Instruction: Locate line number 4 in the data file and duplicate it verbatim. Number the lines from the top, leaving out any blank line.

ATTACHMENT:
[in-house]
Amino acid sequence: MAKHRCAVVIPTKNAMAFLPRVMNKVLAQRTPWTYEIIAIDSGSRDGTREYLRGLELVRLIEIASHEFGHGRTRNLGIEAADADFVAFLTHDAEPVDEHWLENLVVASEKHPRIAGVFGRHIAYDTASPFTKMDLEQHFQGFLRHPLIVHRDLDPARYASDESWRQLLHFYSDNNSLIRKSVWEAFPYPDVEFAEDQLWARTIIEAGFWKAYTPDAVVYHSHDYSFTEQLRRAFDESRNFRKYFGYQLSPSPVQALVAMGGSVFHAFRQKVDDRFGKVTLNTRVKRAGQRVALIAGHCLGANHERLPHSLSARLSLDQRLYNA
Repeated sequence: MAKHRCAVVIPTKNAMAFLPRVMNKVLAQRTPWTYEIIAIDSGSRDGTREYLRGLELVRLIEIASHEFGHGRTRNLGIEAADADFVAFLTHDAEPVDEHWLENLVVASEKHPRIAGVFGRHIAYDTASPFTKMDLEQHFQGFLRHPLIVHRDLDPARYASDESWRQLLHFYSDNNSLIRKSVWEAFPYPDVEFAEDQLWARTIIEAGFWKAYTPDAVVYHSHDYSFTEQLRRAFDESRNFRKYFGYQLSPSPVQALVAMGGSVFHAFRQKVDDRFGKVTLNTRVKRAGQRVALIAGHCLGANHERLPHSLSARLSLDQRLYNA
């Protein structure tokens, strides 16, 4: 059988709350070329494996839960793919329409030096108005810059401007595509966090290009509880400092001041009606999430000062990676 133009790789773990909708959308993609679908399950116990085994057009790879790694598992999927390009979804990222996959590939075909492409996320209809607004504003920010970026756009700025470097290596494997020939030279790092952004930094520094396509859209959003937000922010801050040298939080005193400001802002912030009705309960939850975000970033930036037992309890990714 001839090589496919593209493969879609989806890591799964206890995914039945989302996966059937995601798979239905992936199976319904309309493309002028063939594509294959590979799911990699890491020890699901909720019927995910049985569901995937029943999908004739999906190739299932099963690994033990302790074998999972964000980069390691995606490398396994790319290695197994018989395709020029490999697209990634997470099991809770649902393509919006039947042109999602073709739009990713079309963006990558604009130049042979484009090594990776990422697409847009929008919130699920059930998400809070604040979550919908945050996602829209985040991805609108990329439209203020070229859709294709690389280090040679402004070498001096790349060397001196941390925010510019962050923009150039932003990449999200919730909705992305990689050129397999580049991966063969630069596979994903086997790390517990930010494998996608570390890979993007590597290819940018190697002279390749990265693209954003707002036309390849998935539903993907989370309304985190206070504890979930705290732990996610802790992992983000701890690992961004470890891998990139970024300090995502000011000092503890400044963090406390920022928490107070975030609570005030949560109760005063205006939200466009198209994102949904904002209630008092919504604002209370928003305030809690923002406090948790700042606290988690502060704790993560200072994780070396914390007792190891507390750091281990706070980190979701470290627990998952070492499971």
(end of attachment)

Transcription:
């Protein structure tokens, strides 16, 4: 059988709350070329494996839960793919329409030096108005810059401007595509966090290009509880400092001041009606999430000062990676 133009790789773990909708959308993609679908399950116990085994057009790879790694598992999927390009979804990222996959590939075909492409996320209809607004504003920010970026756009700025470097290596494997020939030279790092952004930094520094396509859209959003937000922010801050040298939080005193400001802002912030009705309960939850975000970033930036037992309890990714 001839090589496919593209493969879609989806890591799964206890995914039945989302996966059937995601798979239905992936199976319904309309493309002028063939594509294959590979799911990699890491020890699901909720019927995910049985569901995937029943999908004739999906190739299932099963690994033990302790074998999972964000980069390691995606490398396994790319290695197994018989395709020029490999697209990634997470099991809770649902393509919006039947042109999602073709739009990713079309963006990558604009130049042979484009090594990776990422697409847009929008919130699920059930998400809070604040979550919908945050996602829209985040991805609108990329439209203020070229859709294709690389280090040679402004070498001096790349060397001196941390925010510019962050923009150039932003990449999200919730909705992305990689050129397999580049991966063969630069596979994903086997790390517990930010494998996608570390890979993007590597290819940018190697002279390749990265693209954003707002036309390849998935539903993907989370309304985190206070504890979930705290732990996610802790992992983000701890690992961004470890891998990139970024300090995502000011000092503890400044963090406390920022928490107070975030609570005030949560109760005063205006939200466009198209994102949904904002209630008092919504604002209370928003305030809690923002406090948790700042606290988690502060704790993560200072994780070396914390007792190891507390750091281990706070980190979701470290627990998952070492499971």